Problems between recent ATX12V v2.xx compliant power supplies and many motherboards have been raised often in the SPCR forums. The most common symptom is an explicable failure to boot. This problem seems to crop up with surprising frequency in the SPCR forums.
In the past few weeks, we've tried to replicate the problem in our lab with a variety of different motherboards and power supplies. We also spent time talking with both PSU and motherboard engineers from many companies. We believe we now understand the problem: It relates to high efficiency PSUs and minimalist low power systems.
It turns out that high efficiency power supplies -- such as those that meet 80 Plus standards but also many others that don't -- typically need a higher minimum load on the 12V line(s) than older or less efficient power supplies.
It also turns out that some recent vintage motherboards have a bit of a delay before the 12VDC power is provided to the processor. This might be to stagger the 12V power load so that the surge to the PSU is reduced. As many PSUs have a current limiter to keep the maximum power on any DC output to <240VA (to meet UL/EN safety standards), this may be useful with high power systems; If the current limit is triggered at boot, the PSU (and the system) would power down immediately.
In a minimalist system where on-board graphics is used, this 12V turn on delay in some motherboards causes the initial total current on the 12V line to drop below 1A. If the delay is long enough, then the PSU will not start.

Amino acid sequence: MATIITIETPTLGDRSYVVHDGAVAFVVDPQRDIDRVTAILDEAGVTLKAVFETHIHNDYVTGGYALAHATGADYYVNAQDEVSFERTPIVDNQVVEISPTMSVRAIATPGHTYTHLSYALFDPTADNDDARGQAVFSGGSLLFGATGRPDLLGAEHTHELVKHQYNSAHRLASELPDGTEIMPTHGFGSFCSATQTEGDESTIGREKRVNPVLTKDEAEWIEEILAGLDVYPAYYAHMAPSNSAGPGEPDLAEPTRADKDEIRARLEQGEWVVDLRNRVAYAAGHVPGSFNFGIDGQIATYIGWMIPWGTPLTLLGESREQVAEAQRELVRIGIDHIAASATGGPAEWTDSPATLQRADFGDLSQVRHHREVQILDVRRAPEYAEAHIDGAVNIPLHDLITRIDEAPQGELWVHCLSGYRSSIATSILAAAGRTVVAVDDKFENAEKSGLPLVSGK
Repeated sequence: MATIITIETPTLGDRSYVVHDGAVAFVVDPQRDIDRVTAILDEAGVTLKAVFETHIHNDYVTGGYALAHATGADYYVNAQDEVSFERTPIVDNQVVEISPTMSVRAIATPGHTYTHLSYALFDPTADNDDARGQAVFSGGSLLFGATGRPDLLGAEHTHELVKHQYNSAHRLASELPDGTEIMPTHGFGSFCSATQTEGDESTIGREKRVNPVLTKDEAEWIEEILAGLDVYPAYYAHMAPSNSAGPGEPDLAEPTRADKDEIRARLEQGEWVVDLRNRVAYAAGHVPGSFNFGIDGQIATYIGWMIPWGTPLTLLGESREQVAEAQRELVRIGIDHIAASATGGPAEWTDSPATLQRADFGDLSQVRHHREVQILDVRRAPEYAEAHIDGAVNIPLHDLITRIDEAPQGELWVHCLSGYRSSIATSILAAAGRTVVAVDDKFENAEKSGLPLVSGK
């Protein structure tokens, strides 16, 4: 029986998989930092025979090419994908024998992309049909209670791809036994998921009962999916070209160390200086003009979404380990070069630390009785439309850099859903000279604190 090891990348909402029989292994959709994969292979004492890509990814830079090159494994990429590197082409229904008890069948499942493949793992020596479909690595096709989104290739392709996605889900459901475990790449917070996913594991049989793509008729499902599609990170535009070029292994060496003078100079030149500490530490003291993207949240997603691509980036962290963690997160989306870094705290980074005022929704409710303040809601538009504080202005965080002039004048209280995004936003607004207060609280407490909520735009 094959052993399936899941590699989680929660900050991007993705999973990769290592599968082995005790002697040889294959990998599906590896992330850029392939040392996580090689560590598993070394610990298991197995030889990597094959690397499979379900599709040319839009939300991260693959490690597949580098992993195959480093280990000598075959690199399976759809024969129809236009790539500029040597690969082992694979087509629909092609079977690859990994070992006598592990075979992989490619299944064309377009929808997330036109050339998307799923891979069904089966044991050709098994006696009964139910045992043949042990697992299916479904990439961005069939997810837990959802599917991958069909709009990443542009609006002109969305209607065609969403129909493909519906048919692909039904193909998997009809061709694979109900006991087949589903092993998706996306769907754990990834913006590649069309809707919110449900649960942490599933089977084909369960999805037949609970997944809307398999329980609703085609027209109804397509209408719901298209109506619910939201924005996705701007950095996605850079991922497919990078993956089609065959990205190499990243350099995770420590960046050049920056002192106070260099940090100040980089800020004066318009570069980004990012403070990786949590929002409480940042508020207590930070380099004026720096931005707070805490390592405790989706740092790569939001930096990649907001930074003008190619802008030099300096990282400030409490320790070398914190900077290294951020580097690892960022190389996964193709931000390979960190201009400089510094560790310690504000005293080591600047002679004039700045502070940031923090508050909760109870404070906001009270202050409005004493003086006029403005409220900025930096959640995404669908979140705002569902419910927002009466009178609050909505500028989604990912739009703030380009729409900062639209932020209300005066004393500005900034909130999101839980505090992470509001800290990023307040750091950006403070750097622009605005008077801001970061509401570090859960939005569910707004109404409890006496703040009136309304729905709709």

Too low a 12V load on startup is the most common cause of a high efficiency PSU not starting with the kind of low power minimalist system that many SPCR readers build.
Usually an older or less advanced, less efficient PSU will not exhibit this problem with the same system; their minimum 12V power requirement is lower.
Adding more load on the 12V line is the obvious way to overcome the problem, but the common strategy of adding another hard drive does not always work. The typical HDD may take a little too long to ramp up to full current demand on startup, due to its electro-mechanical nature.
A more sure-fire way of ensuring startup is to add a video card. This is not always desirable, as total heat and power consumption will be increased; low power/thermals are usually key reasons for such systems in the first place. Other add-ons such as a sound card, modem card, or TV tuner card may help breach the minimum 12V load. Another fan or two could also work.
A technical solution is to add an artificial load of 6~8W on the 12V line. This could be anything from a DC light bulb to a passive >10W resistor. The problem again is that total power will be increased. However, if you can figure out how to add this load, you can probably also figure out how to add a switch to take the extra load out after bootup. (NOTE: Be aware that sleep mode could well put the system back down to less than minimal load, however. This will cause problems.)
Some PSU makers are aware of this problem, and some of them are working on a dynamic loading solution that will ensure proper operation even with extremely low load -- without affecting high efficiency.
ADDENDUM, Aug 24/06
As mentioned above, higher efficiency PSUs generally tend to need higher minimum power on the 12V line in order to simply run. Typically, we're talking about 1A or greater. Older, less efficient PSUs have much lower minumum current needs, under 0.5A and often ZERO.